The DOJ will issue a proposed rule on ghost guns in 30 days, and proposed rules on stabilizing braces and a model ‘red flag’ law for states within 60 days.

Garland said the department will also be rethinking the way that it analyzes criminal cases and investigations to try learn more about modern gun-trafficking patterns.

“Modern guns are not simply cast or forged anymore, but can also be made of plastic, printed on a 3D printer, or sold in self-assembly kits,” Garland said.

Gun control is a politically divisive subject in the United States, which has experienced a significant number of deadly mass shootings at schools and other public venues for decades.

Most Americans support strengthening U.S. gun laws. An overwhelming majority support expanding background checks and keeping guns from the mentally ill, polls by Reuters and others show.

A series of gun control measures have failed in Congress, however.

“Enough prayers. Time for some action,” Biden said on Thursday, asking Congress to pass a proposed bill requiring background checks at gun shows and online.

The U.S. Constitution’s Second Amendment protects the right to bear arms, and state attempts to limit who can buy guns or how they can carry them have been challenged in court by pro-gun lobby groups.

“Everything that is being proposed today is totally consistent with the Second Amendment,” Biden said. “And there’s a wide consensus behind the need to take action.”

(Reporting by Steve Holland, Jeff Mason and Heather Timmons Editing by Sonya Hepinstall)

U.S. Supreme Court weighs taking up major gun rights case

By Andrew Chung

NEW YORK (Reuters) – The U.S. Supreme Court on Friday discussed taking up a major new gun rights case involving a National Rifle Association-backed challenge to a New York state law that restricts the ability of residents to carry concealed handguns in public.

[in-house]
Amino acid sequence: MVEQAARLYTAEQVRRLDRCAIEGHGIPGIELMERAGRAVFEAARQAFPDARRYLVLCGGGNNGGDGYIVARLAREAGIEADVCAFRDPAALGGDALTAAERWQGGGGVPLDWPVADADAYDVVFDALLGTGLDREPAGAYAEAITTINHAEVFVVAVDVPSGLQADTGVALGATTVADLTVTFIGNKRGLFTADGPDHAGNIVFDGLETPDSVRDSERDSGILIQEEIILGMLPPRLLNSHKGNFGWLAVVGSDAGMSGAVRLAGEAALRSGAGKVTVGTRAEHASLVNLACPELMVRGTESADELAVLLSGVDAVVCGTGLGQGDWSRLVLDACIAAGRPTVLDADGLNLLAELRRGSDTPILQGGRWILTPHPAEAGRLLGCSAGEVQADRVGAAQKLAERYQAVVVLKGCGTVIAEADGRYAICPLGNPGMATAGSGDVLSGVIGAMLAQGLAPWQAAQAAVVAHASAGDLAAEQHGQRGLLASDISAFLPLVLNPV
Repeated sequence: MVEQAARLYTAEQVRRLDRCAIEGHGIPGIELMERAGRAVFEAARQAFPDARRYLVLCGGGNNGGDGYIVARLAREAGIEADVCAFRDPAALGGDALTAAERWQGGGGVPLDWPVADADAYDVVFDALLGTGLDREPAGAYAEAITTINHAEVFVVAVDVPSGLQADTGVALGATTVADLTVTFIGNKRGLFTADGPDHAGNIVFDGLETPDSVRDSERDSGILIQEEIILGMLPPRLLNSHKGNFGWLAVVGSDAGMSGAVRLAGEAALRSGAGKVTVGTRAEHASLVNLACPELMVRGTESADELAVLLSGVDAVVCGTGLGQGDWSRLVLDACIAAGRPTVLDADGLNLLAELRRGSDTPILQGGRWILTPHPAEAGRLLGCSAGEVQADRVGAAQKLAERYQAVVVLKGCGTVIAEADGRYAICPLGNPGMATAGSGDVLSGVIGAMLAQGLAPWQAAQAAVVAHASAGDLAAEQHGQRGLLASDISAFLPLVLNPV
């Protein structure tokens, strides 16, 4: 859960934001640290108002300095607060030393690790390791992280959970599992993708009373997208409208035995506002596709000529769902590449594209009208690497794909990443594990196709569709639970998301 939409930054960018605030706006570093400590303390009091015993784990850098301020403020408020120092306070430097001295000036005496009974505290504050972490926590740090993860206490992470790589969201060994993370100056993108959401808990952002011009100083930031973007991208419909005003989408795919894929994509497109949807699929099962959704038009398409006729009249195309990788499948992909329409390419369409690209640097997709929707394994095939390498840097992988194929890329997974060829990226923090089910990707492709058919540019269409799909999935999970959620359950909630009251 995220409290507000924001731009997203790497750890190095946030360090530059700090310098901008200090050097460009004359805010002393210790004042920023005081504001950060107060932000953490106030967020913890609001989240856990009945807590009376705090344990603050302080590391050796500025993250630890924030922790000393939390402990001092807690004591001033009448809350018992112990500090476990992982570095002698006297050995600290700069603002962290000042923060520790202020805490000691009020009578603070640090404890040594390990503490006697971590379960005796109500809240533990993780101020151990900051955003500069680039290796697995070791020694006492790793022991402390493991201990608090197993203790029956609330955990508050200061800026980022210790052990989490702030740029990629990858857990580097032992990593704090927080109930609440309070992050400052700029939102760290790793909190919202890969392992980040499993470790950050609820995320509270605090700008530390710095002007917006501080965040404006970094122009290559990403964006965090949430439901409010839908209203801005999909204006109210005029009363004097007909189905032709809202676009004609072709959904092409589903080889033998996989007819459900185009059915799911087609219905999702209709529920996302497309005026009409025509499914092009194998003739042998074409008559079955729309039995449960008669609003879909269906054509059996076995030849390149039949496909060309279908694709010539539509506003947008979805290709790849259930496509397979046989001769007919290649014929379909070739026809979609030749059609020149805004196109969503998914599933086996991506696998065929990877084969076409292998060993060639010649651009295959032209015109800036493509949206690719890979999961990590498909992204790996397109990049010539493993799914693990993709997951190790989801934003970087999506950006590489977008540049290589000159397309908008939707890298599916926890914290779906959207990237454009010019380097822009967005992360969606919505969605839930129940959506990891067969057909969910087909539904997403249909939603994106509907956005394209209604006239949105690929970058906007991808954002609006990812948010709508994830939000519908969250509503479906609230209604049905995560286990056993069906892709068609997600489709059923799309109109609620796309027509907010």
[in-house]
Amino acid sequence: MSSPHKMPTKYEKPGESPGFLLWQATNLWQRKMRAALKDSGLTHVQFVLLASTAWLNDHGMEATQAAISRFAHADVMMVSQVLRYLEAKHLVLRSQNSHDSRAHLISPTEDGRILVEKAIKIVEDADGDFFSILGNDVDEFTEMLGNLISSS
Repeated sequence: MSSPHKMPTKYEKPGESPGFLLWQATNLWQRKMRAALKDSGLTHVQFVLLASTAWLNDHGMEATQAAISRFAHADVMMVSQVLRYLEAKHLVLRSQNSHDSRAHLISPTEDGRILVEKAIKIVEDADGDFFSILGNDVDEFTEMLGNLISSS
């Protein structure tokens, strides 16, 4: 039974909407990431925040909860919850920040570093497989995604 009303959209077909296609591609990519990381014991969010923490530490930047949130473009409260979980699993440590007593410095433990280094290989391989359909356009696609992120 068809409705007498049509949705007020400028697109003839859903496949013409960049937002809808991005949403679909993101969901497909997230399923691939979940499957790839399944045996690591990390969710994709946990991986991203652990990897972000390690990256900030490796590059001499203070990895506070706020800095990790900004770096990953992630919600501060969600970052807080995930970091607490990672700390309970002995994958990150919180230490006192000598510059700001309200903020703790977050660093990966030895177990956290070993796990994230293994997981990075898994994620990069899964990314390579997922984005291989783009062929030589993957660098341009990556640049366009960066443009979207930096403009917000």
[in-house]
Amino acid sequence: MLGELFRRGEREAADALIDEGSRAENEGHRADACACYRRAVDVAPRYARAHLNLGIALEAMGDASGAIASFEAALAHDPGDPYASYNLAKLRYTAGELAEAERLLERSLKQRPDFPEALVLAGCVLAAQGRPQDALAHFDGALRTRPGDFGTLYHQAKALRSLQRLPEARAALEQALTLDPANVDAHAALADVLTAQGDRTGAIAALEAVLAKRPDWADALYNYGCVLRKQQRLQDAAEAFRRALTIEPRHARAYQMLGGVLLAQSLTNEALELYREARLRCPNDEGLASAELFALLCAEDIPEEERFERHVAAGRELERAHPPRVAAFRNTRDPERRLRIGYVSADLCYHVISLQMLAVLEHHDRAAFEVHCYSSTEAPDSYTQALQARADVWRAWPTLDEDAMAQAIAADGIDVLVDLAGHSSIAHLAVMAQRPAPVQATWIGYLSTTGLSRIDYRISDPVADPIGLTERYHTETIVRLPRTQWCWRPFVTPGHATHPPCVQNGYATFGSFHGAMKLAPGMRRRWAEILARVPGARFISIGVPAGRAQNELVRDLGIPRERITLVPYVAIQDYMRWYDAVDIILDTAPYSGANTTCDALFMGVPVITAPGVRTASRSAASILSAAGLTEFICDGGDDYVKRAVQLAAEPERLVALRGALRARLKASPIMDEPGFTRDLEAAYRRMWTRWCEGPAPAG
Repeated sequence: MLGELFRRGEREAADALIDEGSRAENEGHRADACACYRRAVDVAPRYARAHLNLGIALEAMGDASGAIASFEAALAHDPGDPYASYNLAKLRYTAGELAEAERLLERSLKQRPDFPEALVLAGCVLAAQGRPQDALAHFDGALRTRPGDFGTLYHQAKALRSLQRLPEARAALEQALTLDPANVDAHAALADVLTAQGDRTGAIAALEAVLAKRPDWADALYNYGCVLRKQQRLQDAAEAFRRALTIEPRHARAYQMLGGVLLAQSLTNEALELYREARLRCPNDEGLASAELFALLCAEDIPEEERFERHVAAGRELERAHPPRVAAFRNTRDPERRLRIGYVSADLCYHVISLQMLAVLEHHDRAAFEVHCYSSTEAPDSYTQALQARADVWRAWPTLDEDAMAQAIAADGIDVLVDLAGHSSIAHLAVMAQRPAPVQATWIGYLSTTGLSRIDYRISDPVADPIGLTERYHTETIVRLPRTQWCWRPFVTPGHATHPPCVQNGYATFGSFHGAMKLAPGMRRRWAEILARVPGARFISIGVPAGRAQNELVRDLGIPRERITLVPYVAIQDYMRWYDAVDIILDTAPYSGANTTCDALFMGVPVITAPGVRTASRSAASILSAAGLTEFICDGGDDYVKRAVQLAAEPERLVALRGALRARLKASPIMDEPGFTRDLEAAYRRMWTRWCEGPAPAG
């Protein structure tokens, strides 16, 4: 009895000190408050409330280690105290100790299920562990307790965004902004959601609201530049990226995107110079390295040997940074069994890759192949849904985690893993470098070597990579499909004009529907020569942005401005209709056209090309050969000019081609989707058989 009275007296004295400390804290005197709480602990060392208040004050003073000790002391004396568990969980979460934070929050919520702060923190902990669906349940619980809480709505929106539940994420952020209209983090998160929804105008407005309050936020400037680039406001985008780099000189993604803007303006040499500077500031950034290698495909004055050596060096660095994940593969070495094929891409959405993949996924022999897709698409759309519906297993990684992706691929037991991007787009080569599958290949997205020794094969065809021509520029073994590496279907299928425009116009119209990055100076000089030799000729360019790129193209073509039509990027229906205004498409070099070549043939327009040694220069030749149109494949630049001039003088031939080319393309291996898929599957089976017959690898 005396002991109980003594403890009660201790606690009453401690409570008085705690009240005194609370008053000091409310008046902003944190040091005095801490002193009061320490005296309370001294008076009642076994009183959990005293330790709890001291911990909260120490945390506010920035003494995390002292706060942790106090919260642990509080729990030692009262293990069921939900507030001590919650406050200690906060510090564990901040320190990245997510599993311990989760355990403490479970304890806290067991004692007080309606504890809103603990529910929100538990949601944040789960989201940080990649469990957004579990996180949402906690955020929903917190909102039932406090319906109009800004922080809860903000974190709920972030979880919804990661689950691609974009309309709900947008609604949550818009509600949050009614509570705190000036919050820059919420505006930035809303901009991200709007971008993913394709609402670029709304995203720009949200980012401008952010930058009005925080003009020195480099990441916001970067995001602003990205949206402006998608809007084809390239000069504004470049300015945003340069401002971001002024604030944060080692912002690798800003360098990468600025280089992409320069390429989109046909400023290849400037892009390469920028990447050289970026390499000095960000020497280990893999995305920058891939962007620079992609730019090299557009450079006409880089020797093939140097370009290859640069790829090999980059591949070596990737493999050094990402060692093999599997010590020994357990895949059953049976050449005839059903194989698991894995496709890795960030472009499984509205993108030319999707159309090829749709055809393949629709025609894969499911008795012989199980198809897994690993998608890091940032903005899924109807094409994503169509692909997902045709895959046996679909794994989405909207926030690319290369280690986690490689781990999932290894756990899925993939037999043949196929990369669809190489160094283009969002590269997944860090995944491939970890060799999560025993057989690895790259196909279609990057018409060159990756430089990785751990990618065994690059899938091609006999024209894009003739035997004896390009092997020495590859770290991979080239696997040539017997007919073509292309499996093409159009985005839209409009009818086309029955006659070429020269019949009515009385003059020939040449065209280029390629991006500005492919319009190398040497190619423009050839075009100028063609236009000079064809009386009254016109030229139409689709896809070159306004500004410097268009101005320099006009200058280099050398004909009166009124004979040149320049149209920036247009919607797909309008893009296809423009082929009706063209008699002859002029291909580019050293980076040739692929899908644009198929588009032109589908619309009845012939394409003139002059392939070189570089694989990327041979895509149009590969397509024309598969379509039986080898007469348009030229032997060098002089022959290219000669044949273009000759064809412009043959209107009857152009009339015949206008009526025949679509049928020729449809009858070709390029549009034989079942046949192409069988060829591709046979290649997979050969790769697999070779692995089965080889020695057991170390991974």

It was among the cases on the agenda at the private weekly conference of the justices. There is heightened concern about gun violence in the United States following a pair of mass shootings in a span of a week, one in Georgia and the other in Colorado, that killed a total of 18 people.

Two gun owners and the New York affiliate of the NRA, an influential gun rights group closely aligned with Republicans, are asking the justices to hear an appeal of a lower court ruling throwing out their challenge to a policy that requires a state resident to show “proper cause” to obtain a permit to carry a concealed handgun outside the home.

Lower courts rejected the argument made by plaintiffs that the restrictions violated the U.S. Constitution’s Second Amendment right to keep and bear arms.

The Supreme Court is not expected to announce whether it will take action on the appeal until Monday at the earliest.

If the justices do eventually take up the case and hear oral arguments, they would once again step into a swirling debate over gun rights in a nation that has a gun fatality rate consistently higher than other rich countries.

Democratic President Joe Biden on Tuesday urged the Senate to approve two bills passed by the Democratic-led House of Representatives on March 11 that would broaden background checks on gun buyers. Biden also called for a national ban on assault-style weapons, while the White House said he is considering executive actions to address gun violence that would not require the approval of Congress.